The Lunar Men: Five Friends Whose Curiosity Changed the World -
By Jenny Uglow Farrar, Straus and Giroux
588 pages, $30
I suppose the first thing a prospective reader would want to know about this book, part biography, part social history of 17th century England, is the identity of the men so described, what they did, and why they were called "lunar."
The lunar men included Matthew Boulton, manufacturer; his partner, James Watt, of steam engine fame; Josiah Wedgwood, potter; Erasmus Darwin, physician, poet, inventor, theorist of evolution and chaser of skirts. Also among the group was Joseph Priestly, discoverer of oxygen. All were men of the English Midlands, amateur experimenters, far from London and, for the most part, distinct from university life.
Why the appellation "lunar men"? Remember that there was no electricity. If you wanted to go out for dinner and a few drinks, it was best if one chose ". . . the Sunday nearest the full moon, a common date for gatherings at a time when social life hung on the phases of the moon." On dark nights, it was a good idea to stay home.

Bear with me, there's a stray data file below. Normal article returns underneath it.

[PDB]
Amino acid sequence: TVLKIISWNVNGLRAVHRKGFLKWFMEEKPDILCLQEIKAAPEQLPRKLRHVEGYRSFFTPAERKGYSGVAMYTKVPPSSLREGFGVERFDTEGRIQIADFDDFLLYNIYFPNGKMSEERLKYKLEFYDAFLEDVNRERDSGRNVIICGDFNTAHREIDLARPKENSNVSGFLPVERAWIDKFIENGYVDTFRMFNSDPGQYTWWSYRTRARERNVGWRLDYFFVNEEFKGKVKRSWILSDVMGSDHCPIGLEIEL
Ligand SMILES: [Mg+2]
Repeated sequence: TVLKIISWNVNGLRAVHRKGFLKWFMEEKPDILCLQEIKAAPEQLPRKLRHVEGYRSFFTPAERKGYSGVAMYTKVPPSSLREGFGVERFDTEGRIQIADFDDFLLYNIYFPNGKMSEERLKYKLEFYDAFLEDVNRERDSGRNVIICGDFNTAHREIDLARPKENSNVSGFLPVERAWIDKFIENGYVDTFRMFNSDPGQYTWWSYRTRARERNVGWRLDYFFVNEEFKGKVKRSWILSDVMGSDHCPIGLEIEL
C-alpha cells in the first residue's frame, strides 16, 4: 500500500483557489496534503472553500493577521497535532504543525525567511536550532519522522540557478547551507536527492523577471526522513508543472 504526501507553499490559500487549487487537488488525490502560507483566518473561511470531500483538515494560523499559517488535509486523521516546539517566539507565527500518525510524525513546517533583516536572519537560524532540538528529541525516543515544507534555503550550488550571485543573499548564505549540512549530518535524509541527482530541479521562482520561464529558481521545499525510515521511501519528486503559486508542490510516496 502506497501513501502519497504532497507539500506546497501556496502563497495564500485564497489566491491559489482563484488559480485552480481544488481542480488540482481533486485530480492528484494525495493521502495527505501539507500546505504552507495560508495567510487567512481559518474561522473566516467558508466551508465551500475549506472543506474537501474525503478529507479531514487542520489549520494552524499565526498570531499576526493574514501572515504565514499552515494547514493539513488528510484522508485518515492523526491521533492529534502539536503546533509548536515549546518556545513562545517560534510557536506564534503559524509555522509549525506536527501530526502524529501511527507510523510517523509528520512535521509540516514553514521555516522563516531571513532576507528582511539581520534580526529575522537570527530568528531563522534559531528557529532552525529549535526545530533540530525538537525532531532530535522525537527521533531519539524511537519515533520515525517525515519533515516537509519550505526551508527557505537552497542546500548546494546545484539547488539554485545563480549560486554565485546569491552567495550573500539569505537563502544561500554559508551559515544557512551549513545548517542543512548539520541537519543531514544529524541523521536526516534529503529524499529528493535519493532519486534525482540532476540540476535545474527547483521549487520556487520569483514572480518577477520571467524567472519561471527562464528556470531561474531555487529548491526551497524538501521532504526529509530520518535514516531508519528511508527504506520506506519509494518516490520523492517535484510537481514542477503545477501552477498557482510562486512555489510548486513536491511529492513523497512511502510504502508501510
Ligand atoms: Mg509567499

Erasmus Darwin explained how a night of lunar men activity might flow: "Lord! What inventions, what wit, what rhetoric, metaphysical, mechanical and pyrotechnical, will be on the wing, bandy'd like a shuttlecock from one to another or your troop of philosophers!"
They were experimenters, using each other's intellects to expand their own perceptions.
Jenny Uglow, an editor at Chatto & Windus in England, who earlier wrote biographies of Hogarth, Elizabeth Gaskell and George Eliot, wonderfully portrays the underpinnings of the rise of science through the development of technology in the 17th century. Her language is startlingly evocative: This book smells of sweat and chemicals and oil, and resounds to the thud of pistons, the tick of clocks, the clinking of cash, the blasts of furnaces and the wheeze and snort of engines but it also speaks of bodies, courtships, children, paintings and poetry. Explorations and explanations of medicine, toys, pots, steam, canals, light, mechanics, chemicals, romance, crockery, rocks, the planets, riots, you name it; they're all in "The Lunar Men," a great book teeming with facts, brimming with life.
Michael D. Langan is a frequent News contributor.